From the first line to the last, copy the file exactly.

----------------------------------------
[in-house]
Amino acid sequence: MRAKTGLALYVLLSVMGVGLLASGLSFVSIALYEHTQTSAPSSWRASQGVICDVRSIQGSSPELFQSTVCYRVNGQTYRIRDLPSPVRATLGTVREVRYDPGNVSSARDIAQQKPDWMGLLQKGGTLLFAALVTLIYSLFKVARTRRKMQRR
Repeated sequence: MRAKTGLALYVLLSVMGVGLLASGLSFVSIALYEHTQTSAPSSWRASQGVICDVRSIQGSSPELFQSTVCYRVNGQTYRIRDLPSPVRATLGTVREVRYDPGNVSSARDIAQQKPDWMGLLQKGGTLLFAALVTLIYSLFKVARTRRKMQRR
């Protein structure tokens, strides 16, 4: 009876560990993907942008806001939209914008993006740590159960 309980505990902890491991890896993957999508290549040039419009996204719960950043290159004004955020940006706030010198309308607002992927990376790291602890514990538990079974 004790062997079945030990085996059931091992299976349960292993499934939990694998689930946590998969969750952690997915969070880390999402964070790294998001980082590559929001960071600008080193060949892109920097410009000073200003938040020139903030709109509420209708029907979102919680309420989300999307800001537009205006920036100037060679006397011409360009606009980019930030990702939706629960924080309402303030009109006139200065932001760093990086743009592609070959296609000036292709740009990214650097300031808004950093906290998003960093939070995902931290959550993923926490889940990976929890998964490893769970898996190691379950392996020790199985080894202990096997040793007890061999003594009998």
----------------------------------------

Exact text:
[in-house]
Amino acid sequence: MRAKTGLALYVLLSVMGVGLLASGLSFVSIALYEHTQTSAPSSWRASQGVICDVRSIQGSSPELFQSTVCYRVNGQTYRIRDLPSPVRATLGTVREVRYDPGNVSSARDIAQQKPDWMGLLQKGGTLLFAALVTLIYSLFKVARTRRKMQRR
Repeated sequence: MRAKTGLALYVLLSVMGVGLLASGLSFVSIALYEHTQTSAPSSWRASQGVICDVRSIQGSSPELFQSTVCYRVNGQTYRIRDLPSPVRATLGTVREVRYDPGNVSSARDIAQQKPDWMGLLQKGGTLLFAALVTLIYSLFKVARTRRKMQRR
């Protein structure tokens, strides 16, 4: 009876560990993907942008806001939209914008993006740590159960 309980505990902890491991890896993957999508290549040039419009996204719960950043290159004004955020940006706030010198309308607002992927990376790291602890514990538990079974 004790062997079945030990085996059931091992299976349960292993499934939990694998689930946590998969969750952690997915969070880390999402964070790294998001980082590559929001960071600008080193060949892109920097410009000073200003938040020139903030709109509420209708029907979102919680309420989300999307800001537009205006920036100037060679006397011409360009606009980019930030990702939706629960924080309402303030009109006139200065932001760093990086743009592609070959296609000036292709740009990214650097300031808004950093906290998003960093939070995902931290959550993923926490889940990976929890998964490893769970898996190691379950392996020790199985080894202990096997040793007890061999003594009998």